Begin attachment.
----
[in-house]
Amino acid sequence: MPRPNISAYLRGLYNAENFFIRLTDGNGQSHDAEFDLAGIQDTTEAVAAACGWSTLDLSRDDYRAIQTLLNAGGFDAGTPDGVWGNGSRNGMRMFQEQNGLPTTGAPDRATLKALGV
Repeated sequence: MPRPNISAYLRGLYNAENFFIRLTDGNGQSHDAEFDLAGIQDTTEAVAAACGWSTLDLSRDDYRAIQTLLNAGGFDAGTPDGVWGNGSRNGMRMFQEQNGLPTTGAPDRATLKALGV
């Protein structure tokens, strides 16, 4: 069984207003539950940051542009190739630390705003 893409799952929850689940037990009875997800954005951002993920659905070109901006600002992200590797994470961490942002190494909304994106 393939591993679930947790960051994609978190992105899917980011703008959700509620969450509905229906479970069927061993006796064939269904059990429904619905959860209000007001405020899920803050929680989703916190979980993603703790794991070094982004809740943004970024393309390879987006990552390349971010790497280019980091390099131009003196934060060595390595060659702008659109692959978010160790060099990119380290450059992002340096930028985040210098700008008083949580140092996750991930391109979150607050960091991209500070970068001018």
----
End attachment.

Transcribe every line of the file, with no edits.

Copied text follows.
[in-house]
Amino acid sequence: MPRPNISAYLRGLYNAENFFIRLTDGNGQSHDAEFDLAGIQDTTEAVAAACGWSTLDLSRDDYRAIQTLLNAGGFDAGTPDGVWGNGSRNGMRMFQEQNGLPTTGAPDRATLKALGV
Repeated sequence: MPRPNISAYLRGLYNAENFFIRLTDGNGQSHDAEFDLAGIQDTTEAVAAACGWSTLDLSRDDYRAIQTLLNAGGFDAGTPDGVWGNGSRNGMRMFQEQNGLPTTGAPDRATLKALGV
């Protein structure tokens, strides 16, 4: 069984207003539950940051542009190739630390705003 893409799952929850689940037990009875997800954005951002993920659905070109901006600002992200590797994470961490942002190494909304994106 393939591993679930947790960051994609978190992105899917980011703008959700509620969450509905229906479970069927061993006796064939269904059990429904619905959860209000007001405020899920803050929680989703916190979980993603703790794991070094982004809740943004970024393309390879987006990552390349971010790497280019980091390099131009003196934060060595390595060659702008659109692959978010160790060099990119380290450059992002340096930028985040210098700008008083949580140092996750991930391109979150607050960091991209500070970068001018």